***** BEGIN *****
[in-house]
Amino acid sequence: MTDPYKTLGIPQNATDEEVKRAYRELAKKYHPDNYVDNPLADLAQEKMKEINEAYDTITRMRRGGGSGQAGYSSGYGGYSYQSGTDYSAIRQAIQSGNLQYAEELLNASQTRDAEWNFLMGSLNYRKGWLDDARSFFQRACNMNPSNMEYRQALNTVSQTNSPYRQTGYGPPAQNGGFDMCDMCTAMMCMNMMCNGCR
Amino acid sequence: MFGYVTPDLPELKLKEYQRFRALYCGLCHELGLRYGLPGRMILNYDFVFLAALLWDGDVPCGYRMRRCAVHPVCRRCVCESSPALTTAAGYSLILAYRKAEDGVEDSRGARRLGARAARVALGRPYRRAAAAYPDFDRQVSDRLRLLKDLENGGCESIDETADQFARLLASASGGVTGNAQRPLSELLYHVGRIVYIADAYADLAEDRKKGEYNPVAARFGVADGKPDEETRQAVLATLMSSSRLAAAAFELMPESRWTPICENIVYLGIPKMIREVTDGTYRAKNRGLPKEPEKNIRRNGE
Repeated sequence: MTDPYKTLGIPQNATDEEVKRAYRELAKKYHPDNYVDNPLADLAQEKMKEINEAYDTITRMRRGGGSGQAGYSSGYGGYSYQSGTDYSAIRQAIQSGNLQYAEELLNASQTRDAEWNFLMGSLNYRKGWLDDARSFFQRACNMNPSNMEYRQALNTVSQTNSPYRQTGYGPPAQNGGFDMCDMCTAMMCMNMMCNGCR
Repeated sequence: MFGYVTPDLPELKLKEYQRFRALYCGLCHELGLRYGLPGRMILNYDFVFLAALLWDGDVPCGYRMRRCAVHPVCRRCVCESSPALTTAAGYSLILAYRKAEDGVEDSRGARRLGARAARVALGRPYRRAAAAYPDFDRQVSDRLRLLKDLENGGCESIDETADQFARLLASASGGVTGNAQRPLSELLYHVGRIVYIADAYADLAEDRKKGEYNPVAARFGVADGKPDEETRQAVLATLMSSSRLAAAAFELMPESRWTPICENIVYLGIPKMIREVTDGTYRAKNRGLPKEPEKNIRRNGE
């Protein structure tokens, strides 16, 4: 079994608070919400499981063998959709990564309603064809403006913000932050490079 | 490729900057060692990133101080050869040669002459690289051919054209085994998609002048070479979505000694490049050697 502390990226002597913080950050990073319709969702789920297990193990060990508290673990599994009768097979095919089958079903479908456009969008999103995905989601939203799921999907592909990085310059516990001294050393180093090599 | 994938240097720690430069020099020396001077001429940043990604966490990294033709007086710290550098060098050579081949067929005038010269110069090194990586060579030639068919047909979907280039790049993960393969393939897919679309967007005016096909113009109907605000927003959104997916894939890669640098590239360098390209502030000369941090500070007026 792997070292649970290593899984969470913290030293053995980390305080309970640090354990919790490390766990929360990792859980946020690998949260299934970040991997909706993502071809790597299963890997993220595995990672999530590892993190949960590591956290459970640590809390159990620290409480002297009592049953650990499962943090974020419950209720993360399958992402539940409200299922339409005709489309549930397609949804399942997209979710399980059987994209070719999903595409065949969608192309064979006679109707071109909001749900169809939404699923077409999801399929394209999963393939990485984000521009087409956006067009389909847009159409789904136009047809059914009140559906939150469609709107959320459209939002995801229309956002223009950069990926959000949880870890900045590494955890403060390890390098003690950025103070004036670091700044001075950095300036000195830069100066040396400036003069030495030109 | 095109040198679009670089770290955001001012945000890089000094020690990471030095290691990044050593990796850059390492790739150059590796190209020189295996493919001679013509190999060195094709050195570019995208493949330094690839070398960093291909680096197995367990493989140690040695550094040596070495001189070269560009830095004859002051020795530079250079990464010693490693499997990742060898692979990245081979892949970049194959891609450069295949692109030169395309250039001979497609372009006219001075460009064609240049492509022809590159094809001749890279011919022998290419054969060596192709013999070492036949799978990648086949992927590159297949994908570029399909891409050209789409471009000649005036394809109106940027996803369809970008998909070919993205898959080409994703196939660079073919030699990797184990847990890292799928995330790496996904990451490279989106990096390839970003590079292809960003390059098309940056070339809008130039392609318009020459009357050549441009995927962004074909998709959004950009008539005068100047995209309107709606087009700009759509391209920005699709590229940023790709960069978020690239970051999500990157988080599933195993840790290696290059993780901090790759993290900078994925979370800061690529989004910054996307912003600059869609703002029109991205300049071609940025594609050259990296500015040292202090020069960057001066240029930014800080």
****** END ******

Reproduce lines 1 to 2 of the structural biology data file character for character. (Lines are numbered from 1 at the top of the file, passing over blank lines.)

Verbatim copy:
[in-house]
Amino acid sequence: MTDPYKTLGIPQNATDEEVKRAYRELAKKYHPDNYVDNPLADLAQEKMKEINEAYDTITRMRRGGGSGQAGYSSGYGGYSYQSGTDYSAIRQAIQSGNLQYAEELLNASQTRDAEWNFLMGSLNYRKGWLDDARSFFQRACNMNPSNMEYRQALNTVSQTNSPYRQTGYGPPAQNGGFDMCDMCTAMMCMNMMCNGCR